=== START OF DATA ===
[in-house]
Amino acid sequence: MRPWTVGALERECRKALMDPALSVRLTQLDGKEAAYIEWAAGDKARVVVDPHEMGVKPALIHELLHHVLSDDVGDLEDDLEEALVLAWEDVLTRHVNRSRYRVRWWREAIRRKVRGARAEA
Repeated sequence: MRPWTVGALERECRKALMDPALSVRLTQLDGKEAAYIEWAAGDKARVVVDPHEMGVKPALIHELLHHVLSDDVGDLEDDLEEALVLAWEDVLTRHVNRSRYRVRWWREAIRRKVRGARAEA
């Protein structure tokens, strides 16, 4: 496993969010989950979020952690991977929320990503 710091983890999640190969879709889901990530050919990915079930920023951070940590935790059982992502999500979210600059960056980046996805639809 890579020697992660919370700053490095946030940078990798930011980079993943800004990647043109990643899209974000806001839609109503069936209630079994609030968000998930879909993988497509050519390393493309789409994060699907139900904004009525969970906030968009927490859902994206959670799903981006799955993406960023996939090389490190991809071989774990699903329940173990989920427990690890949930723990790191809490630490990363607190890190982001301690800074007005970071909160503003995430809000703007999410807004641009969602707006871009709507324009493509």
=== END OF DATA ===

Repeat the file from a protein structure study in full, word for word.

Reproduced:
[in-house]
Amino acid sequence: MRPWTVGALERECRKALMDPALSVRLTQLDGKEAAYIEWAAGDKARVVVDPHEMGVKPALIHELLHHVLSDDVGDLEDDLEEALVLAWEDVLTRHVNRSRYRVRWWREAIRRKVRGARAEA
Repeated sequence: MRPWTVGALERECRKALMDPALSVRLTQLDGKEAAYIEWAAGDKARVVVDPHEMGVKPALIHELLHHVLSDDVGDLEDDLEEALVLAWEDVLTRHVNRSRYRVRWWREAIRRKVRGARAEA
């Protein structure tokens, strides 16, 4: 496993969010989950979020952690991977929320990503 710091983890999640190969879709889901990530050919990915079930920023951070940590935790059982992502999500979210600059960056980046996805639809 890579020697992660919370700053490095946030940078990798930011980079993943800004990647043109990643899209974000806001839609109503069936209630079994609030968000998930879909993988497509050519390393493309789409994060699907139900904004009525969970906030968009927490859902994206959670799903981006799955993406960023996939090389490190991809071989774990699903329940173990989920427990690890949930723990790191809490630490990363607190890190982001301690800074007005970071909160503003995430809000703007999410807004641009969602707006871009709507324009493509």